In the 1950s and 1960s, Non-Governmental Organisations (NGOs) and official donors tended to pursue different development agendas. Beyond support to emergencies, they were usually disinterested in each other's activities and occasionally suspicious of the other's motives. This began to change from the early 1970s when most donors followed the earlier example of countries such as Norway and Canada in directly supporting NGO development programmes. The shift of official funding towards NGOs accelerated in the 1980s. Part of this shift is explained by the growth in emergency assistance in the period but it also reflected a growing recognition of the role of NGO programmes in meeting official aid objectives in areas such as poverty reduction, environmental conservation, health and education.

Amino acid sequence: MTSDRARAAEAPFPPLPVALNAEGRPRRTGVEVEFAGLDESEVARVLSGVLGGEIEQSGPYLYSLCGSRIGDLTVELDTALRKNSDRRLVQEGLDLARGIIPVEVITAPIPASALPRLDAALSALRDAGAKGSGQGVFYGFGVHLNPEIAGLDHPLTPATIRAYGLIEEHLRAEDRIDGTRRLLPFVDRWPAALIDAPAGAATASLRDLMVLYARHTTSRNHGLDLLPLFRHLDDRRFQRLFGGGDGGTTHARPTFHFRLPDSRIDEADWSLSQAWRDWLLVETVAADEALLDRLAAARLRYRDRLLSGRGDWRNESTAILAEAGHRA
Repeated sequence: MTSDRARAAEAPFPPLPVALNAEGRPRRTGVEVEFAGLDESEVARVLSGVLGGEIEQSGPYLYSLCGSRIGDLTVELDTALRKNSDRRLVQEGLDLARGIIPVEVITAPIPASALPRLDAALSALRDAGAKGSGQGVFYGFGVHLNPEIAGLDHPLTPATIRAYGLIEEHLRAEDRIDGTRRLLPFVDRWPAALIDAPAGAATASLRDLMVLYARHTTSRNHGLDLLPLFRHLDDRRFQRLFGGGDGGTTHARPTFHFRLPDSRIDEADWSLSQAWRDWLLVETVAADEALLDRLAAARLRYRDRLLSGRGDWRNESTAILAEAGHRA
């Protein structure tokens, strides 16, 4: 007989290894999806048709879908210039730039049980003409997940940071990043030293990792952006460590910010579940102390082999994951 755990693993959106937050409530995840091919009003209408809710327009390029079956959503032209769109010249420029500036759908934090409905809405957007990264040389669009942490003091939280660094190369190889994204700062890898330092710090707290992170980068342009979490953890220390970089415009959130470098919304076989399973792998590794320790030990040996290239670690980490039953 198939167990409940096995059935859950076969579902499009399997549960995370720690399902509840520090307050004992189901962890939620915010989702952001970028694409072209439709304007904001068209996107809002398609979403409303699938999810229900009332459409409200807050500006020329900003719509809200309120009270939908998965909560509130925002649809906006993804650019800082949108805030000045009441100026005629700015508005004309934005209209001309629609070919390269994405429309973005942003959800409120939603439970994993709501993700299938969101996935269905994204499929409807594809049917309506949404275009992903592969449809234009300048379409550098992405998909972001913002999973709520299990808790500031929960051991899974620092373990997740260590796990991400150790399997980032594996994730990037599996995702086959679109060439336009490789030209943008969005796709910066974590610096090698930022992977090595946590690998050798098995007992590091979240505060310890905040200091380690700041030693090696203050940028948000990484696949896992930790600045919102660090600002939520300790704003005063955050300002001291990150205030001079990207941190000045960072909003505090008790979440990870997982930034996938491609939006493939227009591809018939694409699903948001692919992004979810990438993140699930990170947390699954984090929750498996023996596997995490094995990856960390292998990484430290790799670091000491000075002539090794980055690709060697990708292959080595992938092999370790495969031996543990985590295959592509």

This Briefing Paper focuses on the various, and changing, ways in which NGOs interact with official donors and discusses possible new directions in the relationship between NGOs and donors. The emphasis is upon development activities, rather than emergency assistance and relief.